In an age where fears of fake news and misinformation run high, folks are brainstorming ways to increase transparency regarding data and technology.
An increasing portion of the tech community believes the solution lies with blockchain technology, and Santa Barbara’s first ever Blockchain Summit, held Saturday at UCSB’s Corwin Pavilion, provided a platform where proponents and doubters shared their ideas.
What exactly is blockchain? It is a chain of cryptographically signed blocks of data, and each block represents individual transactions. The chain can be distributed across different linked computers and cannot be tampered with. Some describe blockchain as open source technology because it can be analyzed by any user whose access is not controlled by a central figure of authority.
Blockchain gained popularity after the global financial crisis exploded in 2008. People’s trust in banking institutions declined and cryptocurrencies began to be thought of as a way to avoid another financial crisis.
In the past decade, however, blockchain has been used beyond the cryptocurrency world. In Switzerland, a blockchain project is being used for voter registration. The Chilean government has begun using the technology in the energy sector, specifically regarding energy usage. Even border control may soon be using blockchain in the Netherlands. Proponents of blockchain believe that the open source nature of the technology will increase transparency of information in a society.
Julian Wheatland — who served as CEO, CFO and COO of the now defunct political consulting firm Cambridge Analytica — reflected on how his former company could have benefited from this type of open source technology and ethical compliance.
“This whole question of ethical compliance is really underserved in terms of the way that we think about (how) businesses … manage technology. And we should put a lot more effort into coming up with a structure or structures that allow companies to set up their store, seen very clearly and publicly what their ethical position is, and then set up processes inside the company in order to adhere to that ethical position,” said Mr. Wheatland.
He continued that a degree of open source effort should be involved.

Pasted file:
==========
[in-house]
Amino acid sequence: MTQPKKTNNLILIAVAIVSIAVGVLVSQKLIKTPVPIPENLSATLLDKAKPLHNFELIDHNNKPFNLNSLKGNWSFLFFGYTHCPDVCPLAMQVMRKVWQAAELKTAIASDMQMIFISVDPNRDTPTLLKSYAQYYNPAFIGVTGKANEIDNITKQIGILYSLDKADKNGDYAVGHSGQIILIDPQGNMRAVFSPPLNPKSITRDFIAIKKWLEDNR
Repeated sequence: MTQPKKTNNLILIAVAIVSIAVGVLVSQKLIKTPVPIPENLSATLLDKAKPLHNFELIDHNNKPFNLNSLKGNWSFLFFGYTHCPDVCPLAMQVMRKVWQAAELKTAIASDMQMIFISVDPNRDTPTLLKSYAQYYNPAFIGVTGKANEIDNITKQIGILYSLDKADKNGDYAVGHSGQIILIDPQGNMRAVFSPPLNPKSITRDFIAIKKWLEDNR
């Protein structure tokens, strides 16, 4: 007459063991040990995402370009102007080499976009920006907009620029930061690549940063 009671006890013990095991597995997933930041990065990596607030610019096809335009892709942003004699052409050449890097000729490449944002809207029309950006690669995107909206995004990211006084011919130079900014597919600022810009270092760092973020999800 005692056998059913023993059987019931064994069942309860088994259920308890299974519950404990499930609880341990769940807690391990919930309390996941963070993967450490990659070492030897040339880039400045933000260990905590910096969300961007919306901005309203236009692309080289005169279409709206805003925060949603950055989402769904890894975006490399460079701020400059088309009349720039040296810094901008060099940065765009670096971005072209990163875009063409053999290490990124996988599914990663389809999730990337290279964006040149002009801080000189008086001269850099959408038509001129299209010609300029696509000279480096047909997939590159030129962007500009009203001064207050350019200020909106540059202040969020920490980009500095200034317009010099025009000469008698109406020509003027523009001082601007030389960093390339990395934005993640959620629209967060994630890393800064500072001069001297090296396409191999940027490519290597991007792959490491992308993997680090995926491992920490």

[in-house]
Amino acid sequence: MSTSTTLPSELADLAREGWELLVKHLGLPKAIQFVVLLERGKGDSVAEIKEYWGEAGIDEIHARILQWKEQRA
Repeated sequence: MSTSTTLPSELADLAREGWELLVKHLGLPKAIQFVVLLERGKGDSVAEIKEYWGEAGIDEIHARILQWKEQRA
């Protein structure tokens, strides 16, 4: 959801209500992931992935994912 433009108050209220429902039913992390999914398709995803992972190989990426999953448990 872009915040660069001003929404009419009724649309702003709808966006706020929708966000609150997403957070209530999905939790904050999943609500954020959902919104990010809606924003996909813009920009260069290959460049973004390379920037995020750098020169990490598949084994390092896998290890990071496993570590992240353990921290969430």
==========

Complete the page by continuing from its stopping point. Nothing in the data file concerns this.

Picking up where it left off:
“I would probably take that a stage further,” said Mr. Wheatland. “And I would say, and then invite other people to audit those processes in order to provide reassurance to the outside world that those processes are being adhered to.”
But Mr. Wheatland drew a clear line between auditors and regulators.
“What I didn’t say was that the outside world should tell the company what it should do. The reason I didn’t say that is that there is a role for regulation framework and that should say what companies can and can’t do, but it’s only a framework,” said Mr. Wheatland. “Regulators will always be late to the party. They’ll always be regulating something that happened two years ago.”
Mr. Wheatland speaks from the experience of witnessing Cambridge Analytica face regulators for activities they conducted years prior.
In 2018, the Federal Trade Commission opened an investigation into whether or not Facebook — whose users Cambridge Analytica was collecting information on — has violated privacy laws. The app “Thisisyourdigitallife,” through which the information was collected, however, was created in 2013, translating to a five-year period between the launch of the information-harvesting app and the launch of the investigation.
A short version of Cambridge Analytica’s history along with Mr. Wheatland’s roles in the company unfolded with the questions of blockchain journalist Rachel Wolfson, who interviewed the tech executive Saturday.
Equipped with hindsight, Mr. Wheatland outlined the importance of transparency, honesty and management beyond existing regulations.
“We ought to be able to see transparently what companies are doing with our data,” he said.
Mr. Wheatland also shared with the News-Press some tips for internet users concerned about their information’s safety.
One way to avoid sites from harvesting information is “using different browsers,” Mr. Wheatland told the News-Press. He was referring to the open-source browser Otter and Opera, which comes with a free virtual private network service that makes connections to websites more secure and difficult for websites to track users. Search engines like DuckDuckGo also aim to protect users’ privacy.
Mr. Wheatland did encourage that folks first analyze their level of concerns.
“There’s a generational difference,” said Mr. Wheatland. A group of university students, for example, may not have problems with sharing personal data to get relevant advertisements, while other age groups may not be as eager. Assessing the level of concern will help you determine which measures you are willing to take to protect information.
Another tip Mr. Wheatland shared with the News-Press was the use of a browser’s incognito mode, which is also referred to as private browsing. This mode, although not perfect, stops cookies (small pieces of data) from being stored on a user’s computer.
Clarification: The article previously described Opera as open-source.